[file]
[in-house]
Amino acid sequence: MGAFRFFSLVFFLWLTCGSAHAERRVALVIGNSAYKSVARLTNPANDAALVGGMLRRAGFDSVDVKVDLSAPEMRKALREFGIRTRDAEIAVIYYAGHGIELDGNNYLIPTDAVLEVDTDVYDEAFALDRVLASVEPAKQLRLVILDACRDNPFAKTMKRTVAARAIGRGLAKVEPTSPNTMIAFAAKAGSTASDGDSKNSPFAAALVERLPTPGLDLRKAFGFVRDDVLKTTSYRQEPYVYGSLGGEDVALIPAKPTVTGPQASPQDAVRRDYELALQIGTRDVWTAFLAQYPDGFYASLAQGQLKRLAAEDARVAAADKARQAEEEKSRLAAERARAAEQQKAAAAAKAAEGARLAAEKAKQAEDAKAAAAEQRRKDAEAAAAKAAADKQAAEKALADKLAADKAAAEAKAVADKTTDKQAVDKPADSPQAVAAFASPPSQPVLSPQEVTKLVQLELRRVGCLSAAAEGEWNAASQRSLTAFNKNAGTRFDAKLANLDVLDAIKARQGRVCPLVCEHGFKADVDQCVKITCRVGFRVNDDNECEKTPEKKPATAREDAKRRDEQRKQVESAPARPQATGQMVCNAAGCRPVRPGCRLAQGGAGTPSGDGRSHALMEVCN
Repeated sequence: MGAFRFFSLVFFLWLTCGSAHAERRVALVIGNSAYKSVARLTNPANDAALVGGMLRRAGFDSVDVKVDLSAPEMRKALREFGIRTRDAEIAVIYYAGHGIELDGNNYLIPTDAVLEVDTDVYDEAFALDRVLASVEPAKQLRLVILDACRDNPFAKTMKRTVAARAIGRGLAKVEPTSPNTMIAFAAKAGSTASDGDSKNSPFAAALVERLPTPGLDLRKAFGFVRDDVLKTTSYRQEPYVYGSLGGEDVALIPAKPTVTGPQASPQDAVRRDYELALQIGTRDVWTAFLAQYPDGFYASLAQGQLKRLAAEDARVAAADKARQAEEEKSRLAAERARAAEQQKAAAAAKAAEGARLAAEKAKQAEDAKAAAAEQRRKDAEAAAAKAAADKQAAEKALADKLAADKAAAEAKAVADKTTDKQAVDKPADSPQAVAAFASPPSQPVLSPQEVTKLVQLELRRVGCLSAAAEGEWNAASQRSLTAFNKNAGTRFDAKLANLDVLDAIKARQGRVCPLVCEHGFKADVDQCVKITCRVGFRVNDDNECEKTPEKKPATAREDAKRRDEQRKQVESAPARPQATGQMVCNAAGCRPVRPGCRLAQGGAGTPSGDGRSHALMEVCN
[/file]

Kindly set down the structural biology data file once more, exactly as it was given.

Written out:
[in-house]
Amino acid sequence: MGAFRFFSLVFFLWLTCGSAHAERRVALVIGNSAYKSVARLTNPANDAALVGGMLRRAGFDSVDVKVDLSAPEMRKALREFGIRTRDAEIAVIYYAGHGIELDGNNYLIPTDAVLEVDTDVYDEAFALDRVLASVEPAKQLRLVILDACRDNPFAKTMKRTVAARAIGRGLAKVEPTSPNTMIAFAAKAGSTASDGDSKNSPFAAALVERLPTPGLDLRKAFGFVRDDVLKTTSYRQEPYVYGSLGGEDVALIPAKPTVTGPQASPQDAVRRDYELALQIGTRDVWTAFLAQYPDGFYASLAQGQLKRLAAEDARVAAADKARQAEEEKSRLAAERARAAEQQKAAAAAKAAEGARLAAEKAKQAEDAKAAAAEQRRKDAEAAAAKAAADKQAAEKALADKLAADKAAAEAKAVADKTTDKQAVDKPADSPQAVAAFASPPSQPVLSPQEVTKLVQLELRRVGCLSAAAEGEWNAASQRSLTAFNKNAGTRFDAKLANLDVLDAIKARQGRVCPLVCEHGFKADVDQCVKITCRVGFRVNDDNECEKTPEKKPATAREDAKRRDEQRKQVESAPARPQATGQMVCNAAGCRPVRPGCRLAQGGAGTPSGDGRSHALMEVCN
Repeated sequence: MGAFRFFSLVFFLWLTCGSAHAERRVALVIGNSAYKSVARLTNPANDAALVGGMLRRAGFDSVDVKVDLSAPEMRKALREFGIRTRDAEIAVIYYAGHGIELDGNNYLIPTDAVLEVDTDVYDEAFALDRVLASVEPAKQLRLVILDACRDNPFAKTMKRTVAARAIGRGLAKVEPTSPNTMIAFAAKAGSTASDGDSKNSPFAAALVERLPTPGLDLRKAFGFVRDDVLKTTSYRQEPYVYGSLGGEDVALIPAKPTVTGPQASPQDAVRRDYELALQIGTRDVWTAFLAQYPDGFYASLAQGQLKRLAAEDARVAAADKARQAEEEKSRLAAERARAAEQQKAAAAAKAAEGARLAAEKAKQAEDAKAAAAEQRRKDAEAAAAKAAADKQAAEKALADKLAADKAAAEAKAVADKTTDKQAVDKPADSPQAVAAFASPPSQPVLSPQEVTKLVQLELRRVGCLSAAAEGEWNAASQRSLTAFNKNAGTRFDAKLANLDVLDAIKARQGRVCPLVCEHGFKADVDQCVKITCRVGFRVNDDNECEKTPEKKPATAREDAKRRDEQRKQVESAPARPQATGQMVCNAAGCRPVRPGCRLAQGGAGTPSGDGRSHALMEVCN